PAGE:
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Policy on animal research


Policy on animal research

Policy on animal research

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11. WHAT ARE GENETICALLY MODIFIED ANIMALS AND WHAT DO THEY LOOK LIKE?

Genetically modified organisms, called GMOs, are organisms whose genetic material (DNA) is altered.

For example, pieces of DNA can be cut out (knock-out), as in the “Apolipoprotein E receptor knock-out mouse”.
In this mouse, the Apolipoprotein E receptorgen is cut out. Due to the absence of this receptor, cholesterol transport is disturbed. Because of this, the animals develop high cholesterol levels in the blood.

Figure 3: Female Apolipoprotein E receptor knock-out mouse with her litter.

In addition, pieces of DNA can also be added (knock-in), as in the “CX3-CR1-eGFP mouse”.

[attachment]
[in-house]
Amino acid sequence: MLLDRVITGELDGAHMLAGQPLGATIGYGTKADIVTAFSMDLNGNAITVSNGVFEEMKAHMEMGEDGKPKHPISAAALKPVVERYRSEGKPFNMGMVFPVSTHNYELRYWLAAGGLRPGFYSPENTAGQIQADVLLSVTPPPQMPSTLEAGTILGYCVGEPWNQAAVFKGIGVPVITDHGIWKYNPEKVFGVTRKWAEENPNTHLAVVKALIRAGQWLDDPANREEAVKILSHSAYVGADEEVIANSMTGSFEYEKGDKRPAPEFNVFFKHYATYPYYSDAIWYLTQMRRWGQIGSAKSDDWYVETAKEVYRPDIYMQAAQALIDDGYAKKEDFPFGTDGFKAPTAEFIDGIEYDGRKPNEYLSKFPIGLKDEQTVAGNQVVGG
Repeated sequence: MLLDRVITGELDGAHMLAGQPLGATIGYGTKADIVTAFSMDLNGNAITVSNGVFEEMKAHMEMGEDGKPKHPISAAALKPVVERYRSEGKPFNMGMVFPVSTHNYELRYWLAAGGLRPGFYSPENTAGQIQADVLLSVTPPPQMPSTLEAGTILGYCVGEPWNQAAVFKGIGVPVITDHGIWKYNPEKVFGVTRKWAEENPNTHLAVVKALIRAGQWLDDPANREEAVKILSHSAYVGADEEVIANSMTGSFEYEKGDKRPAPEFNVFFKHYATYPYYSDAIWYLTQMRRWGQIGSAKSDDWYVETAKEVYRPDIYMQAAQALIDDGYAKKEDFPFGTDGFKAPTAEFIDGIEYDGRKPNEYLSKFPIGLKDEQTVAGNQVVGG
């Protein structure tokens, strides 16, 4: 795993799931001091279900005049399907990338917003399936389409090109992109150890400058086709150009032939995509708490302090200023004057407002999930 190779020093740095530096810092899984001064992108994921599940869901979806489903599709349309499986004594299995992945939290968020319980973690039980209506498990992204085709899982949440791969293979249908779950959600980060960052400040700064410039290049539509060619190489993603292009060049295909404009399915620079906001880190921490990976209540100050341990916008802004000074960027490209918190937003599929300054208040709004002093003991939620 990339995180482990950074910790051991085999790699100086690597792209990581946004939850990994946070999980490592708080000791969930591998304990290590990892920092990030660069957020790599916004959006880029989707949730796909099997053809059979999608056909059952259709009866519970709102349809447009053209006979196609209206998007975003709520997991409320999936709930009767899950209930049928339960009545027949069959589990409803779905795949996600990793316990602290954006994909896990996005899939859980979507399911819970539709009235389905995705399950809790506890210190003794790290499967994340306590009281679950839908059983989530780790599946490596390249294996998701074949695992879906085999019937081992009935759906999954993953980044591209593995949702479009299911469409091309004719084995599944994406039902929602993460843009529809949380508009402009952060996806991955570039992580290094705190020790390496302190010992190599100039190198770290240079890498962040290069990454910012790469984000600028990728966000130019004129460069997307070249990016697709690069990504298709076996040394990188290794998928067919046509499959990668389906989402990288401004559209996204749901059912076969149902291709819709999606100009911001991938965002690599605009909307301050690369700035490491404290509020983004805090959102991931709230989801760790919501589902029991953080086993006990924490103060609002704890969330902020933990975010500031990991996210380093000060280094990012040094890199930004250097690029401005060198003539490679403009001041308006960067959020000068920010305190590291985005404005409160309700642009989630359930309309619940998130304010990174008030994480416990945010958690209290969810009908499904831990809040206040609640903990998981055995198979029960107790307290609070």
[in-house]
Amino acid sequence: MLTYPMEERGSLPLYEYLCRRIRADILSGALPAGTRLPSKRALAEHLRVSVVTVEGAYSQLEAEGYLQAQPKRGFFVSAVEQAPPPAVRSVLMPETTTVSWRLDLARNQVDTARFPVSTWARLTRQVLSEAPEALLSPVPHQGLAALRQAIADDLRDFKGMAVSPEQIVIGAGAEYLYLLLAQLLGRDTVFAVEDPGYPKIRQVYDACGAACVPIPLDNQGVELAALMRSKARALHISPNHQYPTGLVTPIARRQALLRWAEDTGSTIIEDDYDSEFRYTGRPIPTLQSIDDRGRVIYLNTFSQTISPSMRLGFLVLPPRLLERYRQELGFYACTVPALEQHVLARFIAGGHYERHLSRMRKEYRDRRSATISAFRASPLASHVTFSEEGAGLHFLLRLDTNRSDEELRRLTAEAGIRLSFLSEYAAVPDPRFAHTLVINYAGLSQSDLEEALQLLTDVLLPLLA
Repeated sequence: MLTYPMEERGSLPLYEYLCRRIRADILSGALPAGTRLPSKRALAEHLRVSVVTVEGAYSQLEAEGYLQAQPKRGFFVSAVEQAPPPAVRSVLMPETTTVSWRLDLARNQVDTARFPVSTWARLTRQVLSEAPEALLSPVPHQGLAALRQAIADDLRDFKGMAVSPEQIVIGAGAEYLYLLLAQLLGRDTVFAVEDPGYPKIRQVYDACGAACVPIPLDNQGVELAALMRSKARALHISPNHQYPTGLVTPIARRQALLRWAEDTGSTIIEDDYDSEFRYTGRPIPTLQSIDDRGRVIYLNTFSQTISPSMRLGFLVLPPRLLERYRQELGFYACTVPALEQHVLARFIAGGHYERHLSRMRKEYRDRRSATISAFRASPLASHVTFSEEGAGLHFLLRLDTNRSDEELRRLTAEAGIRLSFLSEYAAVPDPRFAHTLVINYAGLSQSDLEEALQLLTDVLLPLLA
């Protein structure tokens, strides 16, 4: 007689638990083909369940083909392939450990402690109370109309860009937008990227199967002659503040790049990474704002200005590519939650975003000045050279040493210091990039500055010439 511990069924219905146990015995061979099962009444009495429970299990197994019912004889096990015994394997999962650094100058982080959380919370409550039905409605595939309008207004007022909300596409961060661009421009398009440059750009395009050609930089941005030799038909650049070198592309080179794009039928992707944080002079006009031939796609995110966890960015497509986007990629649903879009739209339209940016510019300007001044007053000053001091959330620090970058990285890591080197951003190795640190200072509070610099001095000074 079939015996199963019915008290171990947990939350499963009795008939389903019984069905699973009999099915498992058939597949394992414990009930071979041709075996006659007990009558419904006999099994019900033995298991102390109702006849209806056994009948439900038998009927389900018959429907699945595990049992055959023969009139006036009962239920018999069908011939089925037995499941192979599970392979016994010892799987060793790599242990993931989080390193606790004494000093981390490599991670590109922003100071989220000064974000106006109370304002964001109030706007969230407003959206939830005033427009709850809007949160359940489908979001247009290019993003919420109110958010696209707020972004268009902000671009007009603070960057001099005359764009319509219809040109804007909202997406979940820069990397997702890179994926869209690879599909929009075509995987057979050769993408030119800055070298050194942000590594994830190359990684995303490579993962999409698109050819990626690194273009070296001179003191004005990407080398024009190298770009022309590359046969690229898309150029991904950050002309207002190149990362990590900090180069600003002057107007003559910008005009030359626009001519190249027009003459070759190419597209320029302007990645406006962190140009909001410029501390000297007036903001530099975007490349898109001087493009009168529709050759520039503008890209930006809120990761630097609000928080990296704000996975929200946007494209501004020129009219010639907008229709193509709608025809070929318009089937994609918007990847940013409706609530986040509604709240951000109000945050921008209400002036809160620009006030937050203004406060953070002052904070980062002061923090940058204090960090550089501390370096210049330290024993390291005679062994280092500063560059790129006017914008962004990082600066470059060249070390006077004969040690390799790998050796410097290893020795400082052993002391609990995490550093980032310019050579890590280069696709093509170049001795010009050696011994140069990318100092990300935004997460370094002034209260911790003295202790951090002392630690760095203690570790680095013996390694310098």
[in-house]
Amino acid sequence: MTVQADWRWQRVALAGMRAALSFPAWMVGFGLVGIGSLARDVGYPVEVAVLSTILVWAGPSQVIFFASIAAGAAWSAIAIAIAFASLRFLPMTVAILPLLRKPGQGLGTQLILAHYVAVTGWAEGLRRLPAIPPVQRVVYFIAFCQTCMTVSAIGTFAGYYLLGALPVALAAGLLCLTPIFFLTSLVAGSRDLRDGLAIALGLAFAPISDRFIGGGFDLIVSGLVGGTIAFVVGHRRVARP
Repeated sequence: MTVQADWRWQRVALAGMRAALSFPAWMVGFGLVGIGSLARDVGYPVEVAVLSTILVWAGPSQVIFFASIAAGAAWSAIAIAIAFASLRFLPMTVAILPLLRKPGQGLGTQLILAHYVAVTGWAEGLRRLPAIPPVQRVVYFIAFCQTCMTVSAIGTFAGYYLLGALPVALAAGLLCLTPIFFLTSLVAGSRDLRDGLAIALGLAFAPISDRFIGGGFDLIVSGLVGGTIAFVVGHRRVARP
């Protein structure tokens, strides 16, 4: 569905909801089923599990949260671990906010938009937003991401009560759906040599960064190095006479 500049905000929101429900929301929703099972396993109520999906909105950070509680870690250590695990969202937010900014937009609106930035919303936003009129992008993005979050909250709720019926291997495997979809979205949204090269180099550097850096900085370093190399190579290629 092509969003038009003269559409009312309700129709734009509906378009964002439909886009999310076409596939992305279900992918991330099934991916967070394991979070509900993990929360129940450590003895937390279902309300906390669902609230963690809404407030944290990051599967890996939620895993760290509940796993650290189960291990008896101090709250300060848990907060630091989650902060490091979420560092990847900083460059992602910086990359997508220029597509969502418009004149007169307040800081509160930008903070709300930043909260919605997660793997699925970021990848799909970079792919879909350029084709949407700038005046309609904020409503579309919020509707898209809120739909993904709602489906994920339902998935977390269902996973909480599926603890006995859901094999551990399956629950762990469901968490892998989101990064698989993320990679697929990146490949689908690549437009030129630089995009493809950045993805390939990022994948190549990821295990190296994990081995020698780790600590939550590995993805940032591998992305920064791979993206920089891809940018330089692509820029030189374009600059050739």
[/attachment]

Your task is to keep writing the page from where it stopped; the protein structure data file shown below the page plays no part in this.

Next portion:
In this mouse, a green fluorescent protein (eGFP) is added to the CX3-CR1 gene, which is present in microglia, a special cell type of the central nervous system. Therefore, these microglia have a green colour when looked at from under a microscope.

Figure 4: Male CX3-CR1-eGFP mouse.

Figure 5: Microscopic photograph of tissue from a CX3-CR1-eGFP mouse. By labeling the DNA of the mouse with a green fluorescent protein (eGFP), the microglia, a specific cell type of the nervous system, have a green color. Additional manual staining was performed to visualize the blood vessels in this photograph with a red fluorescent color.

Even human DNA can be added as in the “APP/PS1 mouse”.
In this case, two human mutations were applied to the DNA of the mouse. These mutations were found in patients diagnosed with Alzheimer’s disease. Therefore, the animals will develop a similar disease process. At a later age, they will encounter memory problems.

Figure 6: Male APP/PS1 mouse.